===They call me mellow yellow===
Boot's own Insect repellent comes in a bright yellow aerosol bottle. The front has the Boot's logo in a green square above another green square telling you what it is for. It boasts of being scientifically proven and states it's for mosquitoes, midges and other biting insects and can be used in the UK and Europe. That pretty much covers Rhodes as far as I am aware! Below these claims are the mandatory pictures of a mosquito with the universal circle with a line through it "NOT ALLOWED" type symbol over the top. What more could you possibly want from the front of mozzie spray?
The actual cost of this stuff is a little less appealing. It's retailing for just under £6 for a can. At the time they had a deal on and we had a voucher so it dropped the cost to £8 for the two cans which we covered with out boots points. I think if we were spending real money on it though, we probably would have gone for another option.
===Baby Got Back ===
Turn the can around and you'll see some instructions on how to use the stuff. Firstly you should spray this stuff onto your body from a distance of about 15cm. We didn't pack a ruler but it's quite close to the skin being about 5.9 inches. The sprayer is just a normal one like you'll find on most aerosol cans. You shouldn't spray this on your face. You need to spray it into the palm of your hand and then rub it on yourself. I assume this is to avoid inhaling it or it getting in your eyes and mouth (which it also states you shouldn't do). You are supposed to refresh your spray every 4 hours while you are out and about. You should also apply this stuff and let it fully dry BEFORE you apply any sunscreen. As you would expect, you should only apply to the parts of your skin that aren't covered by clothing and you should do it in a well ventilated area. Sounds fine in theory; how does this all go in practice?
Spraying about 6 inches away from your skin is an easy enough task. At least for the first limb. After that you'll probably be running around trying to find another well ventilated area far enough away from the second one so that you can breathe. This stuff really took my by surprise. The first couple of seconds you catch a whiff of something that actually smells quite nice. Citrusy and cinnamon-y. Then all of a sudden the smell builds and builds to the point where you almost choke on it. All of this on the outside balcony! I started coughing and ran into the hotel room from outside trying to escape and the incredibly strong smell just followed me inside where Allan began coughing. This stuff is STRONG. There is a warning on the tin that if you are asthmatic you should consult your doctor before using. I'd not even bother getting as far as that. My asthmatic friend would probably collapse if she got anywhere near the tin.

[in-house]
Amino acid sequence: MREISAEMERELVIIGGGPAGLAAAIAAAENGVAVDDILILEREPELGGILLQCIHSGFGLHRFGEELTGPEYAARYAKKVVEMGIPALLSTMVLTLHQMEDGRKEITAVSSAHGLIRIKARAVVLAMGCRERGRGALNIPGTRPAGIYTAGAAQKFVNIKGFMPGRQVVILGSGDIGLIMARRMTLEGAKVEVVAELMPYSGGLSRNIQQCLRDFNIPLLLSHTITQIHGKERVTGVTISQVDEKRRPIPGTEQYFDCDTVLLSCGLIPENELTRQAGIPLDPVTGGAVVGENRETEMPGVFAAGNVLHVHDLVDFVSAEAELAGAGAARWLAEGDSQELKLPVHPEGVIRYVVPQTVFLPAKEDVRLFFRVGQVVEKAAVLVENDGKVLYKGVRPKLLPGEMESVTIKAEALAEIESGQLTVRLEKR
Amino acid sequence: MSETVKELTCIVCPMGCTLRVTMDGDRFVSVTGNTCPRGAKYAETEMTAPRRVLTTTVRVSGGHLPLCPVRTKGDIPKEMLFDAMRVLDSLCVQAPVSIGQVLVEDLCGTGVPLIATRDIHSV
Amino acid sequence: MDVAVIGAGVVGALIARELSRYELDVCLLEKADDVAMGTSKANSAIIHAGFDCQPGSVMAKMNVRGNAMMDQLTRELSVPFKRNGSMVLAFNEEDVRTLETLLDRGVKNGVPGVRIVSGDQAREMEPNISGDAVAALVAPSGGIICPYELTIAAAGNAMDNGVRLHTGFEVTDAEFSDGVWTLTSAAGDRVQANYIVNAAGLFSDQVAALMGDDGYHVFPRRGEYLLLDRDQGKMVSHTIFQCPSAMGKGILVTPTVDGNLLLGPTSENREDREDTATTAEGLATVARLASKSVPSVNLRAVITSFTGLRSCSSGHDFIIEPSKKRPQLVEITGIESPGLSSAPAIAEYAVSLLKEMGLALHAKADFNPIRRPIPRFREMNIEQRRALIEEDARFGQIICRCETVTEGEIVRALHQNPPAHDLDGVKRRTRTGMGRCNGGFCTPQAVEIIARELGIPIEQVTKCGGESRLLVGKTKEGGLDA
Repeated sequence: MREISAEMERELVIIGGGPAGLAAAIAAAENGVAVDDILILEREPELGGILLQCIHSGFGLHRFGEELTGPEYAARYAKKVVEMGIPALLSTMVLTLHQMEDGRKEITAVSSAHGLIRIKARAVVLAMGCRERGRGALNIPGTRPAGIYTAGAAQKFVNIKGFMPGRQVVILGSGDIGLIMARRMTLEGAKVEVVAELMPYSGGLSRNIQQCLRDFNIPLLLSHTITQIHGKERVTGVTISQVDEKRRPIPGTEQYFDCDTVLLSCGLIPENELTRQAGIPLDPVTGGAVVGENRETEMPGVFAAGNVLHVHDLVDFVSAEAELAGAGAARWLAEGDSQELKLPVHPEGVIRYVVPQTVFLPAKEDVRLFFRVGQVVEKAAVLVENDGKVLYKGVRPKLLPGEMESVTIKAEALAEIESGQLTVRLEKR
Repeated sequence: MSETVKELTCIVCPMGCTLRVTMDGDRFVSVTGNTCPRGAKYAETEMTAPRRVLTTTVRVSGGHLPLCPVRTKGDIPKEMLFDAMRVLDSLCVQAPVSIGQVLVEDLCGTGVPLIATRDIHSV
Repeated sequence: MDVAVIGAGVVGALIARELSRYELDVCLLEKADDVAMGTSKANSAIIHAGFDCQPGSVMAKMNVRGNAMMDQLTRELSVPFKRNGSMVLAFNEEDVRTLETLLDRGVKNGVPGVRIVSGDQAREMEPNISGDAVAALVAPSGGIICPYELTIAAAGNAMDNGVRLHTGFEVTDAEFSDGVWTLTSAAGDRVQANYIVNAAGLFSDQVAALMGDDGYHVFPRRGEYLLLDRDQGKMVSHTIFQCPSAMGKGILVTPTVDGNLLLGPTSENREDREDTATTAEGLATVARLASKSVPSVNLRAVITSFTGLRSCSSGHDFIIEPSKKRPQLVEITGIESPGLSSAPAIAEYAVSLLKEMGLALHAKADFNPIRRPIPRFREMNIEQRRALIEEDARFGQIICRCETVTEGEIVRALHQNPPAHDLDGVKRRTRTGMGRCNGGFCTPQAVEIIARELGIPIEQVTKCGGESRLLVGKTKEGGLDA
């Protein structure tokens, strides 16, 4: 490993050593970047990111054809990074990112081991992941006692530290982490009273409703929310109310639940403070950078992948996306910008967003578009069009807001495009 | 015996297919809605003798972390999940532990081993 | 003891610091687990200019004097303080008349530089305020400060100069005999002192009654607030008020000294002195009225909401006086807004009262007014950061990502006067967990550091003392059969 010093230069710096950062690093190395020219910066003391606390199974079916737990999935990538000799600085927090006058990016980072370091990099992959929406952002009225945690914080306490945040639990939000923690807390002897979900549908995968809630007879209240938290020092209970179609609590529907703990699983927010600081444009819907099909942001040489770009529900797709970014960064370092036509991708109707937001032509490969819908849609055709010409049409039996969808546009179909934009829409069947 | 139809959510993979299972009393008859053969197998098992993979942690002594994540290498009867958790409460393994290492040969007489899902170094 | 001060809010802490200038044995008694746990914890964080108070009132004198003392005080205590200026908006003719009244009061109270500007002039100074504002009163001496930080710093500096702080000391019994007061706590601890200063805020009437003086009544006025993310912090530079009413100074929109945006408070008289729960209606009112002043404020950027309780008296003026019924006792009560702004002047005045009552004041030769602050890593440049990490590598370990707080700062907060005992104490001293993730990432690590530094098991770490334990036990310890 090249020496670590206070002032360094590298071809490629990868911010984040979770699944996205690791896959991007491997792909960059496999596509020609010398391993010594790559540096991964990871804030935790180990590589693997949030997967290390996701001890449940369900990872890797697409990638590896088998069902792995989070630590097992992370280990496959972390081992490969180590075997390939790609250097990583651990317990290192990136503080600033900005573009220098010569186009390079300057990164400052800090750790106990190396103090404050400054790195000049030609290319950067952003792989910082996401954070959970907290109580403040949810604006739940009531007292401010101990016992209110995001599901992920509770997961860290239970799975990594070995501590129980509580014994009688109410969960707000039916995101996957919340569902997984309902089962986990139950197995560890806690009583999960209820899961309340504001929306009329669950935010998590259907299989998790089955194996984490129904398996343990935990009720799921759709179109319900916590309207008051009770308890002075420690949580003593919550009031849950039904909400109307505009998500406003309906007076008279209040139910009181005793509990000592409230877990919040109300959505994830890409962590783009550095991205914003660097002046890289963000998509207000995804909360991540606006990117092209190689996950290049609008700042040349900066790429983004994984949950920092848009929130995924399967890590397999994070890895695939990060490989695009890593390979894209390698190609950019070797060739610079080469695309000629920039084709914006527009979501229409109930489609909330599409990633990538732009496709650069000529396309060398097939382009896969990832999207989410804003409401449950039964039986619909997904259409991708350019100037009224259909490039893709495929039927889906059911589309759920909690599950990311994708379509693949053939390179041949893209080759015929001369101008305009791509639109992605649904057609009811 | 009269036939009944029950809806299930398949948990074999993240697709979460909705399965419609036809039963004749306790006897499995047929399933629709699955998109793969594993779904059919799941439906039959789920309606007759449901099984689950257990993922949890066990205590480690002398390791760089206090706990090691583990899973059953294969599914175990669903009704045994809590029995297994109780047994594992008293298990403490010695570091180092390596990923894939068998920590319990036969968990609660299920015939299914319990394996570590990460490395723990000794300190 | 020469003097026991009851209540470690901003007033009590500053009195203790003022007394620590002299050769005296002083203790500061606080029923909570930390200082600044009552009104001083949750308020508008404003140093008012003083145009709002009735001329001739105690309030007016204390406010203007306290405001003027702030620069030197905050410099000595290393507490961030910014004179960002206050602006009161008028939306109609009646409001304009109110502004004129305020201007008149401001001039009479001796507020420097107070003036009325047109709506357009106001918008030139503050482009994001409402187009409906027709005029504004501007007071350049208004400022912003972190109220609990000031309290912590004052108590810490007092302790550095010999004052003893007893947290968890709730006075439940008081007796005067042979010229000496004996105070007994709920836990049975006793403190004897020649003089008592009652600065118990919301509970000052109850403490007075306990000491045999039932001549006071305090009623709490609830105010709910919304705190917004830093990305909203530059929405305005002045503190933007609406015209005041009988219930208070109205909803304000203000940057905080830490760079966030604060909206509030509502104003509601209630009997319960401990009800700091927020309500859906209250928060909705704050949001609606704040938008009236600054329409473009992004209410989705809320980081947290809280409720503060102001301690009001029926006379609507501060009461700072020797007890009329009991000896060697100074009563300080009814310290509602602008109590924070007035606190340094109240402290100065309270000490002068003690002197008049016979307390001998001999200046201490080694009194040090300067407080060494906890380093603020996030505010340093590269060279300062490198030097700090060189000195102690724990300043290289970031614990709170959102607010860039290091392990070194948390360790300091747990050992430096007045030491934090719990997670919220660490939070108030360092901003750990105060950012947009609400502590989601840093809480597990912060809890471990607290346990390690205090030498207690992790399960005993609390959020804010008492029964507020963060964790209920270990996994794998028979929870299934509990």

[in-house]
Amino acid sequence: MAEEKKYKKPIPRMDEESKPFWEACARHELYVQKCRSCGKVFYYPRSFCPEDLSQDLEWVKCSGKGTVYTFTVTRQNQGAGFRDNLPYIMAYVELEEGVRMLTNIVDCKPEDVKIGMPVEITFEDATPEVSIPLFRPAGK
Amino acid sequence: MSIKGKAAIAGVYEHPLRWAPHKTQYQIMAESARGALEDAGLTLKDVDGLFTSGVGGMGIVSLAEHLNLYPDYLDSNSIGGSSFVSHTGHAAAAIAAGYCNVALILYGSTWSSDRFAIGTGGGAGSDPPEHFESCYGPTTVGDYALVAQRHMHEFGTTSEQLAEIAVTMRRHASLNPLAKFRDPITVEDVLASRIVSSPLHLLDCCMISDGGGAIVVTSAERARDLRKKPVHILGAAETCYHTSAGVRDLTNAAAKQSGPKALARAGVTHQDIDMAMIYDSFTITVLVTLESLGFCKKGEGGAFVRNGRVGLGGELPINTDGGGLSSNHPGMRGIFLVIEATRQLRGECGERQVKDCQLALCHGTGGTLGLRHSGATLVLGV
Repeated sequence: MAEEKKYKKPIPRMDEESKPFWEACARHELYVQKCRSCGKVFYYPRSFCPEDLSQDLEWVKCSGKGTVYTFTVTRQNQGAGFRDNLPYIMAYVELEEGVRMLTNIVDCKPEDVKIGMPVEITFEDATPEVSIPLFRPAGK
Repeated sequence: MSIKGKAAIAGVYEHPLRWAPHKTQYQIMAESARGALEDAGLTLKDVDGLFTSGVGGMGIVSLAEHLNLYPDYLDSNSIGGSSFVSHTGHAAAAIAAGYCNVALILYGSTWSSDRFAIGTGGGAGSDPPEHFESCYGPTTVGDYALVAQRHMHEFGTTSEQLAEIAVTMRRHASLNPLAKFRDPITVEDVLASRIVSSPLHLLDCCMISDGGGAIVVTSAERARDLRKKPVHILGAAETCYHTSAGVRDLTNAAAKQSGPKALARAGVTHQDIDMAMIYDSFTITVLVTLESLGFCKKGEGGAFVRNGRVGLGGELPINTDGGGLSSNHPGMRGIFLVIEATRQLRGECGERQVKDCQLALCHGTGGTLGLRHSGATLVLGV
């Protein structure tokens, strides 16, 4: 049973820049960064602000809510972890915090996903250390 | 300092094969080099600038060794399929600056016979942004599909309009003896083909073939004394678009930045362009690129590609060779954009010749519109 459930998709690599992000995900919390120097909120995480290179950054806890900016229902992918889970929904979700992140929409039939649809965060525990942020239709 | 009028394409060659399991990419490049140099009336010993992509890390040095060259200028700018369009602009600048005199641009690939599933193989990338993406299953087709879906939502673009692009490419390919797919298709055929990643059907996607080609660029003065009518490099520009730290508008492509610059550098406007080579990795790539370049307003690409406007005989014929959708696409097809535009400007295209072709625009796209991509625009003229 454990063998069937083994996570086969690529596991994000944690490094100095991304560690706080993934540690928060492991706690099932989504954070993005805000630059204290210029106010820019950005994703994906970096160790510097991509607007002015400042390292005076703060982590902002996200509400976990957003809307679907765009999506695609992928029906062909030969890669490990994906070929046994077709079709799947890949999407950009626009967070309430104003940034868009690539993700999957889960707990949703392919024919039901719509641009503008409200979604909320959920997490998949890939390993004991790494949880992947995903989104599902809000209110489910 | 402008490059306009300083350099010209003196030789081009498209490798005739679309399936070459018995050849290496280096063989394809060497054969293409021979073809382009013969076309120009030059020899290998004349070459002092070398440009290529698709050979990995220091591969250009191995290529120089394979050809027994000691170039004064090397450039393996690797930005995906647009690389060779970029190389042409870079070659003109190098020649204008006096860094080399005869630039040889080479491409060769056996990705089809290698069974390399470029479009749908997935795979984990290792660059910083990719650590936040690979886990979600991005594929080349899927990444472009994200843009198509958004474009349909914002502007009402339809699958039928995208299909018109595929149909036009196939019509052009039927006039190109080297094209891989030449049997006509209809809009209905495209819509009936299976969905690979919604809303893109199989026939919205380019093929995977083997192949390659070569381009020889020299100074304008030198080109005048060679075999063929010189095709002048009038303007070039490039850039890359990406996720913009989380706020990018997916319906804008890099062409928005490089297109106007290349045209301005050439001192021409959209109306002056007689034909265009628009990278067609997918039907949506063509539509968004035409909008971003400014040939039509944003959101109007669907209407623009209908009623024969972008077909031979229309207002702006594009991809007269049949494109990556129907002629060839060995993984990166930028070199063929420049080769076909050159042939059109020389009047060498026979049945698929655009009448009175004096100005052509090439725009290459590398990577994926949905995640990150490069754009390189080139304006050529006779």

Once I had braved another session of choking, I was fully covered and ready to go. After you got past the initial cough-spluter-omgdie feeling, it goes right back to smelling quite nice. Don't get me wrong, it's not exactly aftershave but it's one of the more pleasant smelling (eventually) insect repellents I have used. It also dried very quickly allowing me to go about applying all the other lotions and potions that come with being on holiday. One thing I will say is that it makes kissing your partner a bit gross especially if you stray from the (in theory) relatively repellent free lips. It's got a horrid salty chemically tang if you are unfortunate enough to get it in your gob so best to follow the instructions and keep it away from your mouth. We adapted our habits by only kissing after a shower and before applying anything. We're sickeningly affectionate almost all day so it was a bit of a task. One spray can covered us both for a week with no signs of running out.
Another interesting thing on the tin tells me that you are safe to use this on those who are 6 years old or over. Makes me wonder what it would do to those UNDER 6 years (other than choke them). I'm not exactly a chemist but you'll probably want to know what is in this that may melt your kids. That being the case, I'll include the list of ingredients here. Please note: I don't have a clue what any of it means but if you do then Kudos to ya,
Alcohol denat. Butane, Ethyl butylacetylaminopropionate (17% w/w), Isobutane, Propane, Parfum, Propylene Glycol, Linalool, Limonene, Benzyl benzoate, Citronellol, Butylphenyl methypropional, Linalool, Alpha-isomethyl ionene, Hydroxyisohexyl 3-Cyclohexene Carboxaldehyde, Hexyl cinnamal, Geraniol, Cinnamyl alcohol, Benzyl alcohol.